We are pleased to welcome Michael Haisten, Vice President of Information Architecture Services at Daman Consulting, as one of dmreview.com’s on-line columnists. He will be providing expert advice on data warehousing and enterprise application integration solutions. Haisten has been a leader in the information management and architecture disciplines for 22 years. He has served as chief information architect at Apple Computer Corporation, and he has led the design and development of more than 65 data warehouse and decision support projects. In addition, Haisten has published extensively on data warehouse planning, data access facilitation and other key aspects of data warehousing.
If you have any feedback, questions or suggestions about Haisten’s column, please contact Rachel Rasmussen, Web Editor, at email@example.com.
Editor’s Note: This article is the first in a three-part series discussing data warehouse evolution.
The concept of data warehousing is older than most people realize. The road from there to here has been rough, to say the least. The initial expectations turned out to be unattainable (enterprise integration). Our fallback position was too tactical (data marts). The options grew to be too diverse, too ambiguous and downright confusing.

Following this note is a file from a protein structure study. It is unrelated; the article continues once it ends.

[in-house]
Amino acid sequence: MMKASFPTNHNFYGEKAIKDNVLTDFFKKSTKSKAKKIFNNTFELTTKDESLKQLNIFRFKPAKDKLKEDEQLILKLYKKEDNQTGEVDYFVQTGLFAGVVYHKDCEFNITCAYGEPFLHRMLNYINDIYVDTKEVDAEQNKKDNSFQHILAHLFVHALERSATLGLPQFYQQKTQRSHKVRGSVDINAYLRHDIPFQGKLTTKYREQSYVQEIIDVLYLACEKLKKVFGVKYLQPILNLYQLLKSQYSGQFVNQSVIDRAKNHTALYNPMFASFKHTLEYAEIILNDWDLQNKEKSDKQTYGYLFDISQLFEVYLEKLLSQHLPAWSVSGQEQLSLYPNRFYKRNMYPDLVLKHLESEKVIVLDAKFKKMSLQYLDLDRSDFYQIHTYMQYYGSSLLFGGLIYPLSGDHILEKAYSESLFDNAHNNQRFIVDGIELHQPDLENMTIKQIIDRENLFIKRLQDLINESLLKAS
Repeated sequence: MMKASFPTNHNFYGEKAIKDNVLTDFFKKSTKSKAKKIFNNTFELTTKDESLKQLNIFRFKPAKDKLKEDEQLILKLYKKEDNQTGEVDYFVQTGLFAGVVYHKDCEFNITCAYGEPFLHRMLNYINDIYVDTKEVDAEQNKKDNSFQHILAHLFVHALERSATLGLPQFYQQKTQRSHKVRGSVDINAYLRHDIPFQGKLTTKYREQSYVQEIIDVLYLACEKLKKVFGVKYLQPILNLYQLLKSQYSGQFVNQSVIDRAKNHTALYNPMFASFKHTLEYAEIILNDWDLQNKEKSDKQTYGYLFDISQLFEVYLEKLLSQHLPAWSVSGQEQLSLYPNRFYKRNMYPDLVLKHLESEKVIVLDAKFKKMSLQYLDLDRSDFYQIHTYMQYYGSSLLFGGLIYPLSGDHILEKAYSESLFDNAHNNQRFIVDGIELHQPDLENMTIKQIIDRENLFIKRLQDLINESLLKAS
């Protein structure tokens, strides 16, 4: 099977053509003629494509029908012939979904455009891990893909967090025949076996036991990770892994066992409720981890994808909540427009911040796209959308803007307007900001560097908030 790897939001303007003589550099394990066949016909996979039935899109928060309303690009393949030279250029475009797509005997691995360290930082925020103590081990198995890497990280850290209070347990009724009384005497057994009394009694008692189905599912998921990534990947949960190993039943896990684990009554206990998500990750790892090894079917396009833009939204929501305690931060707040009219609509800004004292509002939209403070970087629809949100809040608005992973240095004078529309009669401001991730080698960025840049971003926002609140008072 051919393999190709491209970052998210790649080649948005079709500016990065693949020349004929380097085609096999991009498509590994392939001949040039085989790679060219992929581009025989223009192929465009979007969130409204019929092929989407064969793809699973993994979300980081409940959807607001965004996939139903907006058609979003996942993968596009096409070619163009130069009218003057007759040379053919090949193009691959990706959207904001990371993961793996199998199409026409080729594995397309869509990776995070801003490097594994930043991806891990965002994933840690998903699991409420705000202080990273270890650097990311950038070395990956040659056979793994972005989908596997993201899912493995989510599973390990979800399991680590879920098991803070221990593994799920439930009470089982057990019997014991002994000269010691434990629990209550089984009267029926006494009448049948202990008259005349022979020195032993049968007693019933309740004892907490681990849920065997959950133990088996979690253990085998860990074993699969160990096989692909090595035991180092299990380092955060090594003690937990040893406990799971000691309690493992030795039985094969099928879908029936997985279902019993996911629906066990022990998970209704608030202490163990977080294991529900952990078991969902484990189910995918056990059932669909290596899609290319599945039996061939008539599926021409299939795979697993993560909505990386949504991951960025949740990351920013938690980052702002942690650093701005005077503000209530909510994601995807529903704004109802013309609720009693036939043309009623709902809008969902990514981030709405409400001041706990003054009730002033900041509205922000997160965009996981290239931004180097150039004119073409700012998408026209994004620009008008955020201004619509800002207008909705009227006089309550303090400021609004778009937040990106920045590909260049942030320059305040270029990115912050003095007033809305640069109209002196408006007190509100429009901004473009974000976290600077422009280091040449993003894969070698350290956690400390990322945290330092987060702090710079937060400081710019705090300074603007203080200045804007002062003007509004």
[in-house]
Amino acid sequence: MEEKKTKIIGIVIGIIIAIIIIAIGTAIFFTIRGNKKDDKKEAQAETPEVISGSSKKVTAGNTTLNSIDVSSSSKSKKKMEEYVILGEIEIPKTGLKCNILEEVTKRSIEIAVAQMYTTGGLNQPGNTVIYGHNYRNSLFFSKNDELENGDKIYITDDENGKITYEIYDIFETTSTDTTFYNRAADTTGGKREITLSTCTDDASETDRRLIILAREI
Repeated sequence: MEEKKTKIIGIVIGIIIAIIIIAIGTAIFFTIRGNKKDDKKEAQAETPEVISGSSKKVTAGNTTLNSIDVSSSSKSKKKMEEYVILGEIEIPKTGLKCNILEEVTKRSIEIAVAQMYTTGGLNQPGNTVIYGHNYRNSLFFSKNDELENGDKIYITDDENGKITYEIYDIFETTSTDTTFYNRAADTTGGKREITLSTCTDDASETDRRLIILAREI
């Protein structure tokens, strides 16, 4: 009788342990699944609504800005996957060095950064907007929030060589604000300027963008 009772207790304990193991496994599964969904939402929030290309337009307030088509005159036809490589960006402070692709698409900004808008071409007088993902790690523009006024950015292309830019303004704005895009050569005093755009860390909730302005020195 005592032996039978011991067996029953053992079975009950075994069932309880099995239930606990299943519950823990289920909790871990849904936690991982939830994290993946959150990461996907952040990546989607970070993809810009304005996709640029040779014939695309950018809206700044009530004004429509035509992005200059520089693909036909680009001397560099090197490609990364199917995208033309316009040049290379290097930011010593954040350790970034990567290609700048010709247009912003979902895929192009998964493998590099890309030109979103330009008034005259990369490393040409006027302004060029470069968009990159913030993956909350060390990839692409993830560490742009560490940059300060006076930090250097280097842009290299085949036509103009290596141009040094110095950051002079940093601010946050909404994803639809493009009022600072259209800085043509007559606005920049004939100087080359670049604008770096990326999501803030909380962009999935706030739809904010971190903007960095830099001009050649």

Happily, we have entered a period of synthesis in which a new consensus on design is emerging. This is a good thing because we are about to embark on possibly the most radical path yet real-time data warehousing is within our grasp.
The bulk of this three-part series is a review of data warehouse history. The intent is set the stage for a series of discussions on the future of data warehousing and enterprise architecture.
Architectural Beginnings (1978-1988)
The origin of the data warehouse can be traced to studies at MIT in the 1970s which were targeted at developing an optimal technical architecture. At the time, the craft of data processing was evolving into the profession of information management. For the first time, the MIT researchers differentiated between operational systems and analytic applications. Their intent was to develop architectural guidelines for developing new solutions from the ground up. A core principle that emerged was to segregate operational and analytic processing into layers with independent data stores and radically different design principles.